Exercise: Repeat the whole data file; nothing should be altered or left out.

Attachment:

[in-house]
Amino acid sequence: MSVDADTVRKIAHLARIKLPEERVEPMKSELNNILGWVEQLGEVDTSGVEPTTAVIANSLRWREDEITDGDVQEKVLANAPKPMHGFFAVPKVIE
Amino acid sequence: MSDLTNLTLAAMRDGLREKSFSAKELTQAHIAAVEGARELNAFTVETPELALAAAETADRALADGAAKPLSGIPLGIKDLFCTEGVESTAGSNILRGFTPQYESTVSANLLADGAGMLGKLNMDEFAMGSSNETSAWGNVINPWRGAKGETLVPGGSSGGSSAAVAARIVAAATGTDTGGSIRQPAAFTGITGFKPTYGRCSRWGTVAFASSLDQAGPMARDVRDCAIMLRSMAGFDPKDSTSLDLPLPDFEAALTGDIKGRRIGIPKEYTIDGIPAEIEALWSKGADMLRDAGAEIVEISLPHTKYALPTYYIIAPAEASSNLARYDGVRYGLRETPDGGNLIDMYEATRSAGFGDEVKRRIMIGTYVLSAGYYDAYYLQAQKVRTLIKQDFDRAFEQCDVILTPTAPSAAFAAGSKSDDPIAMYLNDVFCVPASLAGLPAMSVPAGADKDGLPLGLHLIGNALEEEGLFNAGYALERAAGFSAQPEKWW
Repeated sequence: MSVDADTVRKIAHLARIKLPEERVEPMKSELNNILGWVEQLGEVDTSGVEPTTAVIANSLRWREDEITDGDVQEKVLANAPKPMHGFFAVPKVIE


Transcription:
[in-house]
Amino acid sequence: MSVDADTVRKIAHLARIKLPEERVEPMKSELNNILGWVEQLGEVDTSGVEPTTAVIANSLRWREDEITDGDVQEKVLANAPKPMHGFFAVPKVIE
Amino acid sequence: MSDLTNLTLAAMRDGLREKSFSAKELTQAHIAAVEGARELNAFTVETPELALAAAETADRALADGAAKPLSGIPLGIKDLFCTEGVESTAGSNILRGFTPQYESTVSANLLADGAGMLGKLNMDEFAMGSSNETSAWGNVINPWRGAKGETLVPGGSSGGSSAAVAARIVAAATGTDTGGSIRQPAAFTGITGFKPTYGRCSRWGTVAFASSLDQAGPMARDVRDCAIMLRSMAGFDPKDSTSLDLPLPDFEAALTGDIKGRRIGIPKEYTIDGIPAEIEALWSKGADMLRDAGAEIVEISLPHTKYALPTYYIIAPAEASSNLARYDGVRYGLRETPDGGNLIDMYEATRSAGFGDEVKRRIMIGTYVLSAGYYDAYYLQAQKVRTLIKQDFDRAFEQCDVILTPTAPSAAFAAGSKSDDPIAMYLNDVFCVPASLAGLPAMSVPAGADKDGLPLGLHLIGNALEEEGLFNAGYALERAAGFSAQPEKWW
Repeated sequence: MSVDADTVRKIAHLARIKLPEERVEPMKSELNNILGWVEQLGEVDTSGVEPTTAVIANSLRWREDEITDGDVQEKVLANAPKPMHGFFAVPKVIE